The imprisonment of former Federal Court Judge Marcus Einfeld will no doubt invoke a significant deal of schadenfreund for those gleeful at the prospect of a respected judge, QC and human rights advocate falling from grace. Einfeld was sentenced on Friday to a minimum of two-year jail sentence for what was described as “deliberate premeditated perjury” and “planned criminal activity”.
Einfeld infamously blamed a $75 speeding fine on a deceased American friend, Teresa Brennan, and composed a subsequent 20-page statement which was described as being “vivid, fluent and totally fictitious.”
While not diminishing the nature of Einfeld’s crimes, like many other “white collar” offenders, the sentence meted out by Supreme Court of New South Wales Judge Bruce James appears to be wildly out of sync with community expectations and common sense.
Like other high profile felons, such as Glenn Wheatley, Rodney Adler and Rene Rivkin, Einfeld’s sentence appeared as much related to his notoriety than to the actual ramifications of his actions. Einfeld is no doubt not the first person to have acted dishonestly in order to extricate himself from a minor infraction.
The crimes of Einfeld, Wheatley, Adler and Rivkin, while all serious infractions, were far less offensive and damaging than violent crimes, such as r-pe, murder or battery. Many would expect that those violent crimes, in which the victim encounters serious personal injury or death, should result in a far more significant period of incarceration than dishonesty offences such as perjury, insider trading or tax evasion. (It is noted that not everyone shares this view, with Janet Albrechtsen supporting Einfeld’s incarceration, presumably on the basis of his “larger than life personality” and his desperation to be loved by the intelligentsia).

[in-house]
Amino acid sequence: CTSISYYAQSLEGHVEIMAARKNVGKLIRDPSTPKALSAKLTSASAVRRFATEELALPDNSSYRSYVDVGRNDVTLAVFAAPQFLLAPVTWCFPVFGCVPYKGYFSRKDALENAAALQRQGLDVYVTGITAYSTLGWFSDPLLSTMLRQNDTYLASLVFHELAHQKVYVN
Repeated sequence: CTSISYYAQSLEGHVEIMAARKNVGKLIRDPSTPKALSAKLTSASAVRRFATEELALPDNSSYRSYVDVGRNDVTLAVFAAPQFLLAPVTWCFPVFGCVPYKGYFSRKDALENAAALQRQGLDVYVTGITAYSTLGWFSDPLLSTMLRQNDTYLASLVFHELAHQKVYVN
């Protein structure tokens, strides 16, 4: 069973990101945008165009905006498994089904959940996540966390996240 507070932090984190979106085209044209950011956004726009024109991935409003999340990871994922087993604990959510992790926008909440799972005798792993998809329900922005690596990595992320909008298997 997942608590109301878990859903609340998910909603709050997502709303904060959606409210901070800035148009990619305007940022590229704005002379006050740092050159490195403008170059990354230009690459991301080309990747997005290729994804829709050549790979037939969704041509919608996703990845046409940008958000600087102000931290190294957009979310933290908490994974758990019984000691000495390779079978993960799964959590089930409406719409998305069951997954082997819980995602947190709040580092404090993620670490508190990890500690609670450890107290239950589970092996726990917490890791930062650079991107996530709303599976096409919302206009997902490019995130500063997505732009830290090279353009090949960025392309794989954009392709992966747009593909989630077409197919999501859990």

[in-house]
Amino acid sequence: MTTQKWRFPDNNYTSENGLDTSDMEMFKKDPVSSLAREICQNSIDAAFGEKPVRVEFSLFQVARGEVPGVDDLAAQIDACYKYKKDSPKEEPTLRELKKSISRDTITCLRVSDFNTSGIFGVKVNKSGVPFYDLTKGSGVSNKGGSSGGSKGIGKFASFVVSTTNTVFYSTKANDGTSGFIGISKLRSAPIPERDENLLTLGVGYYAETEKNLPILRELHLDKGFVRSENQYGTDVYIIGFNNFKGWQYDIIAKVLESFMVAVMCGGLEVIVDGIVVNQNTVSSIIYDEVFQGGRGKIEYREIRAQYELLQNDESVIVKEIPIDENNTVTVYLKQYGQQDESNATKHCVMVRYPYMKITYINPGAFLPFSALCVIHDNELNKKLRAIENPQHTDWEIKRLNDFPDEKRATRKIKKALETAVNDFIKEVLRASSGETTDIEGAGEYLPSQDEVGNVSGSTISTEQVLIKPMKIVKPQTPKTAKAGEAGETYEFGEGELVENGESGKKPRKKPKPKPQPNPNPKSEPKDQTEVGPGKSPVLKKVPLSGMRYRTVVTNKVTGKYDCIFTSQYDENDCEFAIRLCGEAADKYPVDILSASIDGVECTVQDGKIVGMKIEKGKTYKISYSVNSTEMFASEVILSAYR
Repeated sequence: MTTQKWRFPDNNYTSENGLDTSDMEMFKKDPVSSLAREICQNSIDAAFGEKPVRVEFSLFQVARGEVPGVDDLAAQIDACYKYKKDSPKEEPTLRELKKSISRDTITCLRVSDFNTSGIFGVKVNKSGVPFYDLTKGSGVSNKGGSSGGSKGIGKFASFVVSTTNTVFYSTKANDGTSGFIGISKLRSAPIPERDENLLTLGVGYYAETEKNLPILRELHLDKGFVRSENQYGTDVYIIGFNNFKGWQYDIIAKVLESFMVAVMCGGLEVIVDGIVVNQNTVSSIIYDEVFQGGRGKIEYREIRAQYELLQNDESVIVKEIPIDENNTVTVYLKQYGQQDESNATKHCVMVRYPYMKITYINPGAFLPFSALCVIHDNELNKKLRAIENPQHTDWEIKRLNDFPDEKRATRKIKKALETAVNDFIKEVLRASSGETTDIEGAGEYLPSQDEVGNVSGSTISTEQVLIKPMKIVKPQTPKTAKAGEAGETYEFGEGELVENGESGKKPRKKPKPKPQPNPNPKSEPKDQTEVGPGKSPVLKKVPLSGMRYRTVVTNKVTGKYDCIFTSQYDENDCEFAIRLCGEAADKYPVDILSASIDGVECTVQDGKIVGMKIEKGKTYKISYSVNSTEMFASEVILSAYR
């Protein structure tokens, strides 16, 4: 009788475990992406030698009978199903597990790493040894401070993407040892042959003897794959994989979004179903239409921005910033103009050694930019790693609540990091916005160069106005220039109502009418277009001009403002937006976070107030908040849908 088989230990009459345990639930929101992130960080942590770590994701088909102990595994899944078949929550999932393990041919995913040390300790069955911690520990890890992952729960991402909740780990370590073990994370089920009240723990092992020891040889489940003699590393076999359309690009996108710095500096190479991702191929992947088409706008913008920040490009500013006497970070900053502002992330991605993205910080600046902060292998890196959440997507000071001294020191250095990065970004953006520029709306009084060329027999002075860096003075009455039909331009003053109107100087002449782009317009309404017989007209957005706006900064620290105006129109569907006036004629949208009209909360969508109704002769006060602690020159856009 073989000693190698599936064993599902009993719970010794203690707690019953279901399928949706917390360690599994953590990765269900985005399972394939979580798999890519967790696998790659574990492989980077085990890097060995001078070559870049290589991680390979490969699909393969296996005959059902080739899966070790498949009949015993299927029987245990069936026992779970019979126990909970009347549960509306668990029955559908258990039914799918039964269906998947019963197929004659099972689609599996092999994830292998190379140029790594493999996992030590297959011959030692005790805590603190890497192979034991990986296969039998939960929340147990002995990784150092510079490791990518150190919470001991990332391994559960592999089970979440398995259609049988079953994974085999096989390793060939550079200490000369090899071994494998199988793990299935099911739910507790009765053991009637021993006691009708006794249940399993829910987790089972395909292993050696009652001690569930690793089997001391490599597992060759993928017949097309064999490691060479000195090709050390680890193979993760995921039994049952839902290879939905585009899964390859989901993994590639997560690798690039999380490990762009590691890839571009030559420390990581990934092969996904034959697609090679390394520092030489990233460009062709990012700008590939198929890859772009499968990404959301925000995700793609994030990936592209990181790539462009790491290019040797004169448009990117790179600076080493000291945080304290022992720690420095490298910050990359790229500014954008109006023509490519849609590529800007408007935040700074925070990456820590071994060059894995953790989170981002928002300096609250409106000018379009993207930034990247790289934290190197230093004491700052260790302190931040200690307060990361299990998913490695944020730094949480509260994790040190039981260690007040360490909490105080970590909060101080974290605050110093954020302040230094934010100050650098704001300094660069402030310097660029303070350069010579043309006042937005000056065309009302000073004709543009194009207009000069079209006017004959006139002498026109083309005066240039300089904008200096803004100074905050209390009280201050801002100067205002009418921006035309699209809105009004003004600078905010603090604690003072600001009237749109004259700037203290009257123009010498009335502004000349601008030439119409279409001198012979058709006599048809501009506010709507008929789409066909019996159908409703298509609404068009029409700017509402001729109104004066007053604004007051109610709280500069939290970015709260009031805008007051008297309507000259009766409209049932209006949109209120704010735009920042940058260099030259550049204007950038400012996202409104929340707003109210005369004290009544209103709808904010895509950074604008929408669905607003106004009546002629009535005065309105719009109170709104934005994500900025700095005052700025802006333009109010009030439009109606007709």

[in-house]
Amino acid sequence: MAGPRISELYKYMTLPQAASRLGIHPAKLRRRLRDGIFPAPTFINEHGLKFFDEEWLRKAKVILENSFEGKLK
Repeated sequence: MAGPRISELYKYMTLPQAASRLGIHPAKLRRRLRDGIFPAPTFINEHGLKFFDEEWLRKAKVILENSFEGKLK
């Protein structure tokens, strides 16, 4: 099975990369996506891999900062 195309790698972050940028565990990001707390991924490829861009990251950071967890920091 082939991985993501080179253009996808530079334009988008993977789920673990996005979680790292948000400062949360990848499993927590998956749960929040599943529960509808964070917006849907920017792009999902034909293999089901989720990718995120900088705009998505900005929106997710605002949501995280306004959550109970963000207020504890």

The basic principles underlining sentencing — specifically, community safety, prevention of re-offending, promotion of rehabilitation, deterrent and punishment of the offender — imply that dishonesty offences should be penalised in a different manner than violence. Pertinently, there is minimal community safety benefit in jailing a person for an isolated dishonesty offence. However, recent history indicates that sentencing judges do not hold such views.
In December 2008, a Western Australian court sentenced Matthew Roy McDonald to five years jail (and eligibility for parole in less than three years). McDonald had pleaded guilty to aggravated manslaughter after his cricket bat attack on a father-of-five left the victim dead.
Earlier this month, Geelong man Luke Anderson escaped a jail term despite delivering a near fatal drunken punch which left his 62-year-old victim, former Australian basketballer, Russell Riches, fighting for his life.
In 2002, Victorian Supreme Court justice, Bernard Bongiorno, sentenced two teenagers to four years jail for the manslaughter of grandmother, Marie Greening-Zidan. Evidence had showed that the victim was bashed and strangled and found lying on the floor of her bedroom, bloodied and bruised. She had also been s-xually assaulted. The sentence was later increased to six years by the Court of Appeal.
While the actions of former “living treasure” Einfeld represented an appalling breach of honesty, it is arguable that the former QC has already suffered significantly due to loss of social standing and reputation, such that a jail term for the 70-year-old would have no deterrent effect. Nor does the former Human Rights Commissioner pose any sort of risk to public safety.
It appears irreconcilable that our justice system considers crimes of dishonesty and greed to be deserving of similar (or at times, harsher) penalties as violent crimes such as murder or r-pe. Offences of dishonesty, such as perjury or tax evasion are better served through the imposition of a very significant monetary penalty, coupled with many hours of community service — the expense and effect of incarceration on an already stretched prison system is both unnecessary and immoral.